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Yamaha Pro Cliff Pace Wins 2013 Bassmaster Classic®

Posted 2/25/2013

Tulsa, Okla., February 25, 2013 – Yamaha Pro Cliff Pace, describing his day on the water as one of “the toughest days I’ve ever had,” boated only four fish weighing 11 pounds, eight ounces Sunday but they were enough for the Petal, Miss. angler to claim bass fishing’s biggest title, the Bassmaster Classic world championship.  He finished with a three-day total of 54-12.

Pace outdistanced three other Yamaha Pros en route to winning.  They included runner-up Brandon Palaniuk, who weighed in 51-8; rookie Hank Cherry, 3rd, with 49-0; and 2003 Classic champion Michael Iaconelli, who finished 4th with 48-5.  

“My day started good,” explained Pace, a five-time Classic qualifier and runner-up in the 2008 event, “and I caught a nice bass at each of my first areas.  Then I fished for six hours without catching anything.  Finally, about 1:30 this afternoon I caught two more.  Those were the only strikes I had all day.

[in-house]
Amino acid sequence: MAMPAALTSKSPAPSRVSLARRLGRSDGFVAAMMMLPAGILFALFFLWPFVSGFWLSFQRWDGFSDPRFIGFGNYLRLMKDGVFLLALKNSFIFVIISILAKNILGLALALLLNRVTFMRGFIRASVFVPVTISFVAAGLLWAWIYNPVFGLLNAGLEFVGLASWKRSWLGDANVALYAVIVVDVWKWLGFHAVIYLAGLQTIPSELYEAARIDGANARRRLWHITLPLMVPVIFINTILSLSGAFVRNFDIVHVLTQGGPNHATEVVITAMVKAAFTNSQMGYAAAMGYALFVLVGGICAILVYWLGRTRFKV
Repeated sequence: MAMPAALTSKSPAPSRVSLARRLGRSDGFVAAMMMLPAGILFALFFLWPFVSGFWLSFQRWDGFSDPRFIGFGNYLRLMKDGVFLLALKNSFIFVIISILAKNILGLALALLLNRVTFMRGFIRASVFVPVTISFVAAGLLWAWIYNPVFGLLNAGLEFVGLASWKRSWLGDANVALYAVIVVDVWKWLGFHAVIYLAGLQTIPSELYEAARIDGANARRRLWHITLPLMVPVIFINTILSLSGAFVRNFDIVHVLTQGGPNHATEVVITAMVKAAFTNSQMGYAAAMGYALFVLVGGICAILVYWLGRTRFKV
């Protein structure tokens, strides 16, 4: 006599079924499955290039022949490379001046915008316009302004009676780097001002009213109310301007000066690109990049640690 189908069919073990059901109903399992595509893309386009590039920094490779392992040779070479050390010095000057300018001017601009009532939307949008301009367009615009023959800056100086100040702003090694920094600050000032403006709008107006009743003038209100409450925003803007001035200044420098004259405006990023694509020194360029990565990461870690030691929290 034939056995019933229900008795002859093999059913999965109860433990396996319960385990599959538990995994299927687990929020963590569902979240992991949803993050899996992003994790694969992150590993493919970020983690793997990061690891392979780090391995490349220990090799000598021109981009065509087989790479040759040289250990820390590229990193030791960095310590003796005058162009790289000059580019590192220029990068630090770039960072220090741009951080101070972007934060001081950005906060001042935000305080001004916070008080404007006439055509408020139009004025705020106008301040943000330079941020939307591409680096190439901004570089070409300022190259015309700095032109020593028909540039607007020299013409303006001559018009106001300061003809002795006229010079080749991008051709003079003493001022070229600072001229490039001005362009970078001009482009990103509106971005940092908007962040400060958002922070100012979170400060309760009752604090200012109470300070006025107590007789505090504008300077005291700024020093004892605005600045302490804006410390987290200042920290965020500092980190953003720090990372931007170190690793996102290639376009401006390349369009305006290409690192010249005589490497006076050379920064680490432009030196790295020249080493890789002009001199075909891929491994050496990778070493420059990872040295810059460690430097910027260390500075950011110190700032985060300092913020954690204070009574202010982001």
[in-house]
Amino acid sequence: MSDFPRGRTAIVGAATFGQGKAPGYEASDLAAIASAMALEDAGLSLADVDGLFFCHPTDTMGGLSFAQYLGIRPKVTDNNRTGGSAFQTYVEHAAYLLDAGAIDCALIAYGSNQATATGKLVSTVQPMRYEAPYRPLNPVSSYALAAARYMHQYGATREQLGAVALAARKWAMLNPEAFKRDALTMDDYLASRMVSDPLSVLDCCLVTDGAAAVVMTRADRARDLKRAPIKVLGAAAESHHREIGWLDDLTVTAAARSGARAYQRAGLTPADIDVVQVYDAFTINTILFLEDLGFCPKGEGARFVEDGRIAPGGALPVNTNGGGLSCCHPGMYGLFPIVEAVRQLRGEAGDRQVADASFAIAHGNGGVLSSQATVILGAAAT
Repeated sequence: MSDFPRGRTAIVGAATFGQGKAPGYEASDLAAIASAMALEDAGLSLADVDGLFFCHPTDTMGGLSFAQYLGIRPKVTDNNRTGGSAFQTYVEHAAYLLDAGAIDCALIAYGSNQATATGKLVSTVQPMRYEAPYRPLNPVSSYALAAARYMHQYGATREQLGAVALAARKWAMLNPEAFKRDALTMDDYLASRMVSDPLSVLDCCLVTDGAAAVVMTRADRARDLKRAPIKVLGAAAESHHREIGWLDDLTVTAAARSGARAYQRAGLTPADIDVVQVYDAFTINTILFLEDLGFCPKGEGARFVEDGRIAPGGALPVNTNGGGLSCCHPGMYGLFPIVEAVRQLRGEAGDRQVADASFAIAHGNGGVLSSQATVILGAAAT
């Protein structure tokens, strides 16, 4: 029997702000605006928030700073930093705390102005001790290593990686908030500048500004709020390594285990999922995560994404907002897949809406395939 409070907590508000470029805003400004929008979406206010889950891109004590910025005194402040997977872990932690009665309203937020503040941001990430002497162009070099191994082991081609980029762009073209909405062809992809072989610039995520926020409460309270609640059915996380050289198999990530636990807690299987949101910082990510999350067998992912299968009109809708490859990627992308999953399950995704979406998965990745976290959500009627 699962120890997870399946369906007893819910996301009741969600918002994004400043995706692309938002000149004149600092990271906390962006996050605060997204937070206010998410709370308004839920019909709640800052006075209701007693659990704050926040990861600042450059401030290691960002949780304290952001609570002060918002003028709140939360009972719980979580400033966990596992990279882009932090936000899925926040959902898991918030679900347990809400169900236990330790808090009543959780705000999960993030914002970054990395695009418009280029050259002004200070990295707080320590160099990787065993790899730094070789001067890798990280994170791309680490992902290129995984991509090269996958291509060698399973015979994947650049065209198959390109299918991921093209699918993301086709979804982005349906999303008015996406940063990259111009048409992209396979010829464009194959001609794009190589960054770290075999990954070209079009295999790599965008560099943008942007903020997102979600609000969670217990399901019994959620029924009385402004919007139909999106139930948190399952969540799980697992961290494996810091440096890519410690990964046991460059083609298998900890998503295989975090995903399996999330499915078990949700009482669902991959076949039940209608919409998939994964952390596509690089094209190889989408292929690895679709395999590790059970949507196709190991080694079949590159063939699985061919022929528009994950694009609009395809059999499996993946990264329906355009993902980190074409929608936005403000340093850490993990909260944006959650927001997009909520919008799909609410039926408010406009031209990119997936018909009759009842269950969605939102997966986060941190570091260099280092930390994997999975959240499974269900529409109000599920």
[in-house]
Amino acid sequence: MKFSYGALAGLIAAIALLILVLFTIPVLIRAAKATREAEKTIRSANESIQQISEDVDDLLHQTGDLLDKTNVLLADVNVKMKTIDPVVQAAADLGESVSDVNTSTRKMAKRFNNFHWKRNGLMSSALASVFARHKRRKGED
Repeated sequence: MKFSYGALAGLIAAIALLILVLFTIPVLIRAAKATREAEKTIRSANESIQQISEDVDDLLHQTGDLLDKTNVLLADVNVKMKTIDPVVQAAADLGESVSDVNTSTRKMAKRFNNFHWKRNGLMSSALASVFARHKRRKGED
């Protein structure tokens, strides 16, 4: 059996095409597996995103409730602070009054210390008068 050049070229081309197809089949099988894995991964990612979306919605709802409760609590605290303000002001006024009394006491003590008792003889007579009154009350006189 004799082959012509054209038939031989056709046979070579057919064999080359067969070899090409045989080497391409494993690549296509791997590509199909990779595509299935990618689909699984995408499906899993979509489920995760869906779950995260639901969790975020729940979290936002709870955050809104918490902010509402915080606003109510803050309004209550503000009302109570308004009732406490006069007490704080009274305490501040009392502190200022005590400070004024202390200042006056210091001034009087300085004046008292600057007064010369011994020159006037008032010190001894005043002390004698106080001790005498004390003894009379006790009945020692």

“The lack of wind also dictated our lure choices,” added Palaniuk, who in just three Classic appearances has notched 2nd and 4th place finishes.  “A lot of anglers came here planning to fish jerkbaits, which are normally excellent cold water lures, but they’re much more effective in windy conditions because it brings bass up off the bottom where they can find the lures easier. 

Pace, who led or shared the lead all three days, fished three primary lures during the tournament, a jig, a crankbait, and a jerkbait; on Sunday, he said, the jerkbait bite was non-existent for him and forced him to rely more heavily on his jig.  He caught the majority of his fish less than 10 feet deep on small, rocky points at the mouths of creeks and coves where they had stopped en route to shallow spawning flats. 

“I was extremely fortunate in how things worked out,” said Pace.  “I visited Grand Lake in early December just before the lake went off-limits, and spent two days just looking for places I thought bass might be now in February.  I never picked up a rod or made a cast, but instead, studied my electronics and mapped about 150 waypoints on my GPS. As it turned out, the bass were exactly where I thought they would be, but they were certainly more difficult to catch than I anticipated.”

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